Luciano Moggi

Former Juventus chief Luciano Moggi has opened up on the match-fixing scandal that shook Italian football 15 years ago, revealing that he contemplated taking his own life in the aftermath.

Moggi and fellow former Juve executive Antonio Giraudo were found guilty of procuring favourable referees with the Serie A giants’ 2005 and 2006 league titles taken away and relegated to the second tier as punishments.

The impropriety, known as Calciopoli, sent shockwaves through football in Italy and now Moggi has shed light on the repercussions for him in the wake of it all.

‘I thought about suicide in the first days after the Calciopoli news. Only faith in God saved me,’ he reveals in the new upcoming Netflix documentary Bad Sport.

‘I had become everyone’s target. The system did not exist, but only I had to pay.’

Moggi is the protagonist in one of the episodes of the series, which reveals the dark side of one of the most powerful men in Italy between the 1990s and the 2000s.

‘I was no longer serene and I was also ashamed to walk the streets and at that moment I thought about many things, including suicide,’ he adds.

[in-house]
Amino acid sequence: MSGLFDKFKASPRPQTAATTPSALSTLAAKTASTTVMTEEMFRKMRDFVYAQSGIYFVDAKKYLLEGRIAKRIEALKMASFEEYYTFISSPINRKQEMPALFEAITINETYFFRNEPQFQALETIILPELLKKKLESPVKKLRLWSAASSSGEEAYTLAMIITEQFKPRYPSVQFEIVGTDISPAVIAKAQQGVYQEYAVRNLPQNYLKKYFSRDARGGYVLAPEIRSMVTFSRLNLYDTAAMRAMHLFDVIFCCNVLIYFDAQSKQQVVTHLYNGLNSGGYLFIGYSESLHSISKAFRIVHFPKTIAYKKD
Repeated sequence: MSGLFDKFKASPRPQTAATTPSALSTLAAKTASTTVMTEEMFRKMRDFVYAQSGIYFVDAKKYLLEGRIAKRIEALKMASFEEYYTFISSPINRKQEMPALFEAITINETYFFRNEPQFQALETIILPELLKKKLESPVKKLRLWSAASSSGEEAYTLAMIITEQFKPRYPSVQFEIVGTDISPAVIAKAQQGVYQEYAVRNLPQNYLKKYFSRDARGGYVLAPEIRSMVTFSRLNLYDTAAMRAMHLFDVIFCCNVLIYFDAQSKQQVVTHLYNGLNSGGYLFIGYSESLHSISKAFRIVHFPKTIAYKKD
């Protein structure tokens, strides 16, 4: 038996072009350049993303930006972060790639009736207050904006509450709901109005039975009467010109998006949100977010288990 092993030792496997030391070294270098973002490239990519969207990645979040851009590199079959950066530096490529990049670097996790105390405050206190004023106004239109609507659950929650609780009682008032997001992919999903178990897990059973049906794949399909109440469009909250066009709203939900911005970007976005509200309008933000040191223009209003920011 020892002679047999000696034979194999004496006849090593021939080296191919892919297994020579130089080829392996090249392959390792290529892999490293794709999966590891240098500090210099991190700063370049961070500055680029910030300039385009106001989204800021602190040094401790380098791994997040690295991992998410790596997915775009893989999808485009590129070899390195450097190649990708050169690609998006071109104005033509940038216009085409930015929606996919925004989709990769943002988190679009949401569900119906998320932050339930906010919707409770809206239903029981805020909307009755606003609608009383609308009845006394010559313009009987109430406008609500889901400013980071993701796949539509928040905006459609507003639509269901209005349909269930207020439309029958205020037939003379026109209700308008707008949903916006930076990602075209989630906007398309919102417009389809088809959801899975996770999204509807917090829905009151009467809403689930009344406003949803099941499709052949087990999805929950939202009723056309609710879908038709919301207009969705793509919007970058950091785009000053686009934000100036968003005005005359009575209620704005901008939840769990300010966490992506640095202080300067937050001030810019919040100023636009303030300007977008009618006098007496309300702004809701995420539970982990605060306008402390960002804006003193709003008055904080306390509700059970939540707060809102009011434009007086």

‘Yes, in the first days after the news and the great media hype I thought about suicide to put an end to everything.

‘Then, thanks to faith in God, I found immense strength and continued to this day with a lot of commitment.’

Moggi had never revealed it until today but at the age of 84 he decided to open up to tell the torments of his involvement.

The most shocking moment of the Netflix documentary retraces the history of Calciopoli.

Moggi recalls the hardest days when the scandal broke out and he and his family found themselves under the media microscope.

Moggi was banned from football for five years after the first part of the probe for leading attempts to secure compliant referees for some teams’ games.

Neither Moggi or Giraudo served prison sentences but they were eventually suspended from football for life.


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